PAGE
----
On the day that Congress authorized President Bush to use force in Iraq, I sat through a professor’s performance of “Imagine” in Chemistry, and another’s five-minute rant about why Bush is worse than Saddam Hussein in Computer Science. I considered this an inappropriate use of class time, but was nevertheless prepared to accept the right of others to express their opinions. That said, it is the responsibility of even the most ardent opponents of a war with Iraq to acknowledge the validity of opposing views, and to allow those views equal “air time” in community forums. Unfortunately, last week’s “War, Iraq, Terror?” lecture series destroyed every pretense that the College’s faculty and administration are willing to guarantee a fair and unbiased treatment of hotly debated issues.
The series was presented by (among others) the President’s Office, the Dean’s Office, the political science department, the Lecture Committee, College Council and “The Studies in Democracy Program.” With such a long and distinguished list of backers, one would have expected the week to be filled with interesting speakers advocating a variety of opinions.
Instead, the four events included only one pro-war speaker, who debated an opponent of the potential war. The rest of the week included a “panel discussion” where both speakers (from other Colleges) articulated anti-war views, a keynote speech by leading war opponent Scott Ritter and a bus to take students to the anti-war March on Washington. With the one pro-war voice being that of a Williams professor, it is fair to say that the funding from all of the aforementioned organizations and administrative bodies went exclusively to bringing anti-war opinions to campus.
It is also worth noting the disgraceful nature of the anti-war events themselves. I can’t even imagine someone making the case that excluding a pro-war speaker improved the educational or intellectual quality of the panel discussion and other forums. Scott Ritter, in his speech, argued that, “saying ‘war with Iraq’ really means ‘death to the Iraqi people’” and that the Bush administration’s real reason for wanting war was to maintain support for the “neo-conservative coup d’Ã©tat.” Ritter wasn’t even willing to challenge a questioner from the audience who drew parallels between Bush and Adolf Hitler. It should not be surprising, then, that the widely advertised protest in Washington was led by a group closely tied to a Marxist-Stalinist agenda supporting everyone from Slobodan Milosevic to Kim Jong Il. From bad, to awful, to worse, the entire week smacked of an anti-war indoctrination campaign.
So the question becomes: Are the President’s and Dean’s offices, the political science department and the Lecture Committee so incompetent that they can’t handle the scheduling of a fair and evenhanded lecture series, or did they not have any interest in doing so? I think I would prefer for them to be incompetent â€“ to believe that they are trying hard but aren’t up to the task â€“ but that just isn’t realistic. In all likelihood, “War, Iraq, Terror?” was exactly what they wanted it to be, and this suggests a failing much greater than simple ineptitude.
It suggests that the political science department does not value open debate and competing viewpoints. What does this say about the course offerings made available to us, or the professors likely to be hired? It suggests that the College’s leadership is fundamentally uninterested in a free exchange of ideas and doesn’t care whether we are given the opportunity to consider many sides of important issues. That hardly bodes well for our entire educational experience.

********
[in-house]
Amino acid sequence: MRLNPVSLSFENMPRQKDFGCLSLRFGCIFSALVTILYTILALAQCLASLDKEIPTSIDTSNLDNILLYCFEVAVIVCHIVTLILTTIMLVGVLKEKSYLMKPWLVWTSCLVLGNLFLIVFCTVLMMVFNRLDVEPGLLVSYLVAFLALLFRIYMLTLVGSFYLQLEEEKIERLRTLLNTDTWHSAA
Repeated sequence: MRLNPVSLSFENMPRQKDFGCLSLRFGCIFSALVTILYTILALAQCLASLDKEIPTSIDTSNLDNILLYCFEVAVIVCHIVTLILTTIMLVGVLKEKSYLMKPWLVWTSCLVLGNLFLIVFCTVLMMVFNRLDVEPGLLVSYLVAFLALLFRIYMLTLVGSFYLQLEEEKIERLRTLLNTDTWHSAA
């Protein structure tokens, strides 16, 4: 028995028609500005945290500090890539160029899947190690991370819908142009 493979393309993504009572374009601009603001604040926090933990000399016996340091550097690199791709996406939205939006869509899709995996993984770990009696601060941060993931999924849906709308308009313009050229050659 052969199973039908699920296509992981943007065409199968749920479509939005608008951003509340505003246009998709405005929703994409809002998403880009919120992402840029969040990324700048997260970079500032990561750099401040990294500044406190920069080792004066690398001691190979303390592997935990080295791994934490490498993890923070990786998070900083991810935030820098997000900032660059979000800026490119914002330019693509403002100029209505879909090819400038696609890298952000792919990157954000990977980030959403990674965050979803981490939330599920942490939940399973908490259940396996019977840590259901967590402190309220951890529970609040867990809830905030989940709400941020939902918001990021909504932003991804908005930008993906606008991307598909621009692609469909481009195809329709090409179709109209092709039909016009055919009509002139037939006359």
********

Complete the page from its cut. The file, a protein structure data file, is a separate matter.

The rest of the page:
Looking back, this embarrassing week is not an anomaly. If one considers every major speaker of the past year or two â€“ Scott Ritter, Madeline Albright, Thomas Friedman, Morris Dees, Robert McNamara â€“ there is not a conservative opinion to be found. In fact, the lone conservative speaker of note, Pat Buchanan, was invited only to debate against the head of the ACLU. Is this a vast left-wing conspiracy on the part of the College to deny us access to diverse opinions, or are the powers that be simply too caught up in their own liberalism to recognize the validity of ideas not their own? Both are scary scenarios. I don’t know which would be worse.
I do know this: American politics today is at its most conservative since the Reagan administration. I’m not sure if anyone at the College is aware that the GOP actually increased its majority (in unprecedented fashion) during the recent mid-term elections. To hear everyone applaud Scott Ritter as he claimed that the Bush Administration is going against the will of the people, and has effectively committed a “coup d’etat,” would suggest that certain realities have not penetrated the Purple Bubble. Given the obvious bias of those whom we pay so well to educate us, that isn’t surprising.
If people do not want to understand the many sides of complex issues, we cannot make them. But if the College does not want to present the many sides of complex issues, it has failed as an institution of higher learning. Perhaps it is simply the ineptitude of our Lecture Committee, something that can be easily redressed.
More likely, the narrow-mindedness that pervades the College’s treatment of contemporary issues is only a symptom of a larger problem. Williams is showing itself to be a place where only some ideas are welcome, and some paths of inquiry encouraged. That’s not education â€“ it’s indoctrination, and it will serve us poorly in the vast world of real people with real ideas different than our own.